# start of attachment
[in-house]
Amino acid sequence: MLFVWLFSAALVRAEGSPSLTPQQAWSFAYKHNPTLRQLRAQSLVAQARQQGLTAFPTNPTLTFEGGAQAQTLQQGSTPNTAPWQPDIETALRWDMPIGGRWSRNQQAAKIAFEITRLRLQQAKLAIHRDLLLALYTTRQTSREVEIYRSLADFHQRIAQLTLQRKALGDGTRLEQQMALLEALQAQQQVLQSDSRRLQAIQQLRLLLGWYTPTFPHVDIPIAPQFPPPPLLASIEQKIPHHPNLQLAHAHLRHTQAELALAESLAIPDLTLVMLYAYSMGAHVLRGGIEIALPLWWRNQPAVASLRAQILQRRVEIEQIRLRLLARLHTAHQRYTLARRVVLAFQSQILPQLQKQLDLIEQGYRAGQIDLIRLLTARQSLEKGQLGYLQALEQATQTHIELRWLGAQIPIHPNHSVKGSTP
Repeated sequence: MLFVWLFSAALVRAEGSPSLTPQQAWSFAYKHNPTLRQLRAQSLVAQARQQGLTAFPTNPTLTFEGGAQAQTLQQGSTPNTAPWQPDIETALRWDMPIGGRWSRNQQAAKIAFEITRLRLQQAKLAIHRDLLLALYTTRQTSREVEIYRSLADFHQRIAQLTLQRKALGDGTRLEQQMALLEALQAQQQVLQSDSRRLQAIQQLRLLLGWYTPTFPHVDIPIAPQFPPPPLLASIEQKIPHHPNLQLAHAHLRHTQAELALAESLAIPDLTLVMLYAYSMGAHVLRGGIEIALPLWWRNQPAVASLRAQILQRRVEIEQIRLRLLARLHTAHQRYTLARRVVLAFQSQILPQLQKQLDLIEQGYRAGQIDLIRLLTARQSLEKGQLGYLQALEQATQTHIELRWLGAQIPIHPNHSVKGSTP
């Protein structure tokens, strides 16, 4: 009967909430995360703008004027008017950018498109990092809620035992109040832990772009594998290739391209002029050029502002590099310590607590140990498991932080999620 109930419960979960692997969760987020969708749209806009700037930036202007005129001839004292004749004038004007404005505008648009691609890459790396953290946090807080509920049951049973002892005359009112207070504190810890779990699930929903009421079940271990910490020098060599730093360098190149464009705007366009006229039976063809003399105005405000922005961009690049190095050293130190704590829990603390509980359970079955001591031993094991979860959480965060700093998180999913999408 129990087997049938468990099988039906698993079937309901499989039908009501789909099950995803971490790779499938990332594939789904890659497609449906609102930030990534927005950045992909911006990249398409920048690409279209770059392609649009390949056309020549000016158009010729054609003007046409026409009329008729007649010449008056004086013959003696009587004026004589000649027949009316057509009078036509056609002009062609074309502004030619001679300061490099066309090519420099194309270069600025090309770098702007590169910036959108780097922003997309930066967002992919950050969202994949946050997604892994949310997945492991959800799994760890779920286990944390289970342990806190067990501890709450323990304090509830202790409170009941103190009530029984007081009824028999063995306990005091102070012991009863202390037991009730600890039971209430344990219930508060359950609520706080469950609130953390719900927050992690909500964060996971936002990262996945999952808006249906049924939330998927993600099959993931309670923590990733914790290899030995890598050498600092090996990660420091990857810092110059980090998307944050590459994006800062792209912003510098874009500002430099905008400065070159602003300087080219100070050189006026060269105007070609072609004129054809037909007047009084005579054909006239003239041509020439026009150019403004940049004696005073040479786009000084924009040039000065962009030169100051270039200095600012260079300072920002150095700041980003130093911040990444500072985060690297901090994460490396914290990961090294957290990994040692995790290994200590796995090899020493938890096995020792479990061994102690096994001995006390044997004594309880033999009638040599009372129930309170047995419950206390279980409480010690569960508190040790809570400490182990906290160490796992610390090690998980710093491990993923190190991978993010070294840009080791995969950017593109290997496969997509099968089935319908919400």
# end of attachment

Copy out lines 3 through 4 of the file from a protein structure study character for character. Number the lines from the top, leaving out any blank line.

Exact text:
Repeated sequence: MLFVWLFSAALVRAEGSPSLTPQQAWSFAYKHNPTLRQLRAQSLVAQARQQGLTAFPTNPTLTFEGGAQAQTLQQGSTPNTAPWQPDIETALRWDMPIGGRWSRNQQAAKIAFEITRLRLQQAKLAIHRDLLLALYTTRQTSREVEIYRSLADFHQRIAQLTLQRKALGDGTRLEQQMALLEALQAQQQVLQSDSRRLQAIQQLRLLLGWYTPTFPHVDIPIAPQFPPPPLLASIEQKIPHHPNLQLAHAHLRHTQAELALAESLAIPDLTLVMLYAYSMGAHVLRGGIEIALPLWWRNQPAVASLRAQILQRRVEIEQIRLRLLARLHTAHQRYTLARRVVLAFQSQILPQLQKQLDLIEQGYRAGQIDLIRLLTARQSLEKGQLGYLQALEQATQTHIELRWLGAQIPIHPNHSVKGSTP
């Protein structure tokens, strides 16, 4: 009967909430995360703008004027008017950018498109990092809620035992109040832990772009594998290739391209002029050029502002590099310590607590140990498991932080999620 109930419960979960692997969760987020969708749209806009700037930036202007005129001839004292004749004038004007404005505008648009691609890459790396953290946090807080509920049951049973002892005359009112207070504190810890779990699930929903009421079940271990910490020098060599730093360098190149464009705007366009006229039976063809003399105005405000922005961009690049190095050293130190704590829990603390509980359970079955001591031993094991979860959480965060700093998180999913999408 129990087997049938468990099988039906698993079937309901499989039908009501789909099950995803971490790779499938990332594939789904890659497609449906609102930030990534927005950045992909911006990249398409920048690409279209770059392609649009390949056309020549000016158009010729054609003007046409026409009329008729007649010449008056004086013959003696009587004026004589000649027949009316057509009078036509056609002009062609074309502004030619001679300061490099066309090519420099194309270069600025090309770098702007590169910036959108780097922003997309930066967002992919950050969202994949946050997604892994949310997945492991959800799994760890779920286990944390289970342990806190067990501890709450323990304090509830202790409170009941103190009530029984007081009824028999063995306990005091102070012991009863202390037991009730600890039971209430344990219930508060359950609520706080469950609130953390719900927050992690909500964060996971936002990262996945999952808006249906049924939330998927993600099959993931309670923590990733914790290899030995890598050498600092090996990660420091990857810092110059980090998307944050590459994006800062792209912003510098874009500002430099905008400065070159602003300087080219100070050189006026060269105007070609072609004129054809037909007047009084005579054909006239003239041509020439026009150019403004940049004696005073040479786009000084924009040039000065962009030169100051270039200095600012260079300072920002150095700041980003130093911040990444500072985060690297901090994460490396914290990961090294957290990994040692995790290994200590796995090899020493938890096995020792479990061994102690096994001995006390044997004594309880033999009638040599009372129930309170047995419950206390279980409480010690569960508190040790809570400490182990906290160490796992610390090690998980710093491990993923190190991978993010070294840009080791995969950017593109290997496969997509099968089935319908919400």